Fibromyalgia syndrome (FMS) is a chronic and often debilitating condition that results in marked difficulties in daily functioning, psychiatric comorbidity and decreased quality of life. Many adult FMS patients report that their symptoms began earlier in life, when the symptoms may have been more amenable to early intervention. However, the developmental course of FMS and its associated symptoms from adolescence through adulthood has never been documented. Prospective longitudinal studies of patients diagnosed with fibromyalgia in adolescence are urgently needed. In this study, we propose to prospectively follow 96 patients diagnosed with juvenile primary fibromyalgia syndrome (JPFS) and 48 healthy controls into their young adult years. These participants are currently enrolled in our completed and ongoing JPFS research, and have completed baseline assessment (Time 1, Mean age 15 years). A Time 2 protocol has been recently implemented to assess current functioning (Mean age 19 years). So far we have demonstrated excellent cohort retention (90%), and preliminary results suggest that as a group, JPFS patients continue to have significant physical and emotional difficulties, but there is considerable variability in outcomes. Participants are now approaching the crucial young adult years, a time of rapid change and new challenges that places greater stress on coping resources for those who are already dealing with chronic pain. We are proposing two additional assessments for the entire cohort in the young adult years (Time 3, Mean Age = 22 years;and Time 4, Mean Age = 24 years). In this controlled, prospective longitudinal study, the primary objective is to first establish whether JPFS patients continue to have greater physical symptoms and impairment, psychiatric symptoms and social difficulties in young adulthood than healthy controls. The secondary objective is to examine developmental trajectories of two key outcomes: physical impairment and depressive symptoms, from adolescence through young adulthood. For each outcome, we hypothesize three distinct trajectories: those who show low initial impairment and continue to show little impairment into young adulthood, those who are initially impaired and get worse over time, and those who are initially impaired but improve over time. We will test whether trajectories of physical impairment and depressive symptoms are independent of one another, and in doing so, we will be able to disentangle aspects of mood from impairment associated with FMS. Moreover, we will test whether change in FMS symptom severity is differentially associated with physical impairment or depressive symptoms. Finally, we will test whether treatment via cognitive-behavioral therapy in adolescence has any persisting effects on long-term outcomes. Information will be gathered from participants and family member/ significant others via on-line surveys. Psychiatric interviews and tender point exams will be conducted in person. The long-term goal is to develop more refined methods to identify patients who are at risk for negative trajectories of physical and emotional outcomes and to design early, targeted interventions.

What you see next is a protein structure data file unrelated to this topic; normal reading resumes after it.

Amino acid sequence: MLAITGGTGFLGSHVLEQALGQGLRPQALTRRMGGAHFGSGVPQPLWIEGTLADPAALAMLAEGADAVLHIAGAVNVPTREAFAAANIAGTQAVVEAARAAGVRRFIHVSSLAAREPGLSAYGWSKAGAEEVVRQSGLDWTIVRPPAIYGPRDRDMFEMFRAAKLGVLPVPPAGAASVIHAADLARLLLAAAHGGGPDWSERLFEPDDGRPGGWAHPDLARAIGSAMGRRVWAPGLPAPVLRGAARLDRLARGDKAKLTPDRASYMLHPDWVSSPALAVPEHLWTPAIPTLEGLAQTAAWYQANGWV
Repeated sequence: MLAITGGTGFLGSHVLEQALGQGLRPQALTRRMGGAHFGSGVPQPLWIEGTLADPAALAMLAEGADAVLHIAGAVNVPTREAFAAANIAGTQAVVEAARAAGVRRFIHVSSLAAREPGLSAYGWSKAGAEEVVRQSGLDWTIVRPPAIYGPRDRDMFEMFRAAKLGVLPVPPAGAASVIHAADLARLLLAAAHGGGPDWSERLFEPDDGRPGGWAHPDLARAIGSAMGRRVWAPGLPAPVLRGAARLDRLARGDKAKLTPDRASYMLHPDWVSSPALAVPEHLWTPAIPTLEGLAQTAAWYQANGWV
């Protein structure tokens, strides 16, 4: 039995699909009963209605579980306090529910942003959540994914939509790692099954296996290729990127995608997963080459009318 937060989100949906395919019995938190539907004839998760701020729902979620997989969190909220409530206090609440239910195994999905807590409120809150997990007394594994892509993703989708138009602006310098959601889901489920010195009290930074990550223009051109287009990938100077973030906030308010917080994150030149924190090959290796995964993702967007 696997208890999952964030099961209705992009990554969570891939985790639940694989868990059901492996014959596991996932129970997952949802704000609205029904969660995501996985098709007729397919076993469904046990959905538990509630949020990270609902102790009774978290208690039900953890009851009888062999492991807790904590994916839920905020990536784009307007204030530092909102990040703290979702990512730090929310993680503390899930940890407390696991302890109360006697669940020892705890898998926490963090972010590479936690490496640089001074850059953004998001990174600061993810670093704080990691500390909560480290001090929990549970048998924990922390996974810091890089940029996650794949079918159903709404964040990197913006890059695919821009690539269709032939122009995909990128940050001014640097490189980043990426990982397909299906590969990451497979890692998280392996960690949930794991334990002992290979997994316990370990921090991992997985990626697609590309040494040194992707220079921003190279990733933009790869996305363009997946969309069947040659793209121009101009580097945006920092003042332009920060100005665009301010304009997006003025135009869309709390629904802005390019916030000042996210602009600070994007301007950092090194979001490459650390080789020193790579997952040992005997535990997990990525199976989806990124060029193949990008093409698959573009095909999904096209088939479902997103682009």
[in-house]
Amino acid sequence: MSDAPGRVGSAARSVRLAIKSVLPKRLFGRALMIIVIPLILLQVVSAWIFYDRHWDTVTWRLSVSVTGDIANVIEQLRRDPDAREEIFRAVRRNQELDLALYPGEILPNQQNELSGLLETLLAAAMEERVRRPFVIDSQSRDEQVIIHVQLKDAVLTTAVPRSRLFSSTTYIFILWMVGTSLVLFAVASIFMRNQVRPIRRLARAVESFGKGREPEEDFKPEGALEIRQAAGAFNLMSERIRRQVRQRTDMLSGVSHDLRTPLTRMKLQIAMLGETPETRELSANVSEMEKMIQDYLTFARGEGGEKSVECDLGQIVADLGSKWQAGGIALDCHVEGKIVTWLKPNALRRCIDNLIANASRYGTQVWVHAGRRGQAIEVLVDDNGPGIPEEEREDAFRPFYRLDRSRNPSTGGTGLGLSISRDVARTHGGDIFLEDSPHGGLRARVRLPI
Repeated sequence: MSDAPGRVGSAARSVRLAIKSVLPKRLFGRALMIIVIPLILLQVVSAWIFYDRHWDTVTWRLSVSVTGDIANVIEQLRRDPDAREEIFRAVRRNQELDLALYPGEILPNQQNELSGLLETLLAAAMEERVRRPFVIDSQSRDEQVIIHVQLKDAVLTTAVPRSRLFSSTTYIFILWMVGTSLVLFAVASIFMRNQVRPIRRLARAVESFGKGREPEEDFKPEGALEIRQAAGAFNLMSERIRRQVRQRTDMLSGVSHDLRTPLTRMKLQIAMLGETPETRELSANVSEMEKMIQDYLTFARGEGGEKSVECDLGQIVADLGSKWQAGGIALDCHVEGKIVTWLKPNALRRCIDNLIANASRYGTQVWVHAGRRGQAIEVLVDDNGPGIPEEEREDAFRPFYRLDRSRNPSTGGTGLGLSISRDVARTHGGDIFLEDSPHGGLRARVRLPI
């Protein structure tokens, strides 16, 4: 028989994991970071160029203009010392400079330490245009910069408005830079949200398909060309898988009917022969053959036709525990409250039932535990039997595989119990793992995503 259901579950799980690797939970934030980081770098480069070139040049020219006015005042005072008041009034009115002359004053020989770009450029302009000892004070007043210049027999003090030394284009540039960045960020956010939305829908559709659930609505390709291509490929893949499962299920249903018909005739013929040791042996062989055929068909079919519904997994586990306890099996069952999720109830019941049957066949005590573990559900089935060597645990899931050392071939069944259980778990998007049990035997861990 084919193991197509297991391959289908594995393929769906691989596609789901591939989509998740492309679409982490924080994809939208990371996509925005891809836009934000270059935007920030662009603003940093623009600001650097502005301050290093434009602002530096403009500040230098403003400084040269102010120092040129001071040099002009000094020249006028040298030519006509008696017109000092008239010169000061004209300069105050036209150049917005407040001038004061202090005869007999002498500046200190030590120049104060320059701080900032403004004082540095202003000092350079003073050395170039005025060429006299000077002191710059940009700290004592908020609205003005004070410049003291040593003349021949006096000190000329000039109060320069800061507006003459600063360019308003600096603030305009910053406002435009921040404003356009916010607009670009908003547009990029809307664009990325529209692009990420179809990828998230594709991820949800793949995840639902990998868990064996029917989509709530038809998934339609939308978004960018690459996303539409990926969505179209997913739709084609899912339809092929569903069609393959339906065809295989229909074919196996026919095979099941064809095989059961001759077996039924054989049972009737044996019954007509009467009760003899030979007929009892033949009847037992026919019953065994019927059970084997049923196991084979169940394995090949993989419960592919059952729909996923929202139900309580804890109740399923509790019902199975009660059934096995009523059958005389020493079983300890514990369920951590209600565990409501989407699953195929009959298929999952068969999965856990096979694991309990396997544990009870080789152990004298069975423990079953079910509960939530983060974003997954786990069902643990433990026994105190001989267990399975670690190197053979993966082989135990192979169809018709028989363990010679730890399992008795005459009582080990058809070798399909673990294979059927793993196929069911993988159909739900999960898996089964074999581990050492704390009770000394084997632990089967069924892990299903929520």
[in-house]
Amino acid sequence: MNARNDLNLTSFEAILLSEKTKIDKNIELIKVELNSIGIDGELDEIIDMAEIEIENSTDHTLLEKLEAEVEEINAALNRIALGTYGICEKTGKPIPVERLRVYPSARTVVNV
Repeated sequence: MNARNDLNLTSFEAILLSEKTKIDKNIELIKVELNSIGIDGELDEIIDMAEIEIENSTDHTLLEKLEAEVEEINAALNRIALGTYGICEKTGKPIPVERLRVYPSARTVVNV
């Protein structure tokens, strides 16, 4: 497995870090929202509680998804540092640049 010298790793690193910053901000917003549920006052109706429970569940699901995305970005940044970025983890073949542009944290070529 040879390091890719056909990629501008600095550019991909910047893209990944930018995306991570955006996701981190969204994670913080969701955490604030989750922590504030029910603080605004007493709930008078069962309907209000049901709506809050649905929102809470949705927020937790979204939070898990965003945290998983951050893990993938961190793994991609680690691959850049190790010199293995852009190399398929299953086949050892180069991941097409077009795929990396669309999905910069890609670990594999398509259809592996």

This project will be the first controlled prospective longitudinal study of adolescents with JPFS. The results will greatly increase our knowledge about the prognosis for patients with JPFS, and the complex relationship between physical and emotional symptoms in fibromyalgia syndrome. Findings will be of direct clinical relevance with respect to knowledge about physical, emotional and social outcomes for JPFS patients, and early identification of those who may be at risk for long term suffering and disability. The study will lay the groundwork for future clinical trials aimed at early and targeted interventions for JPFS.
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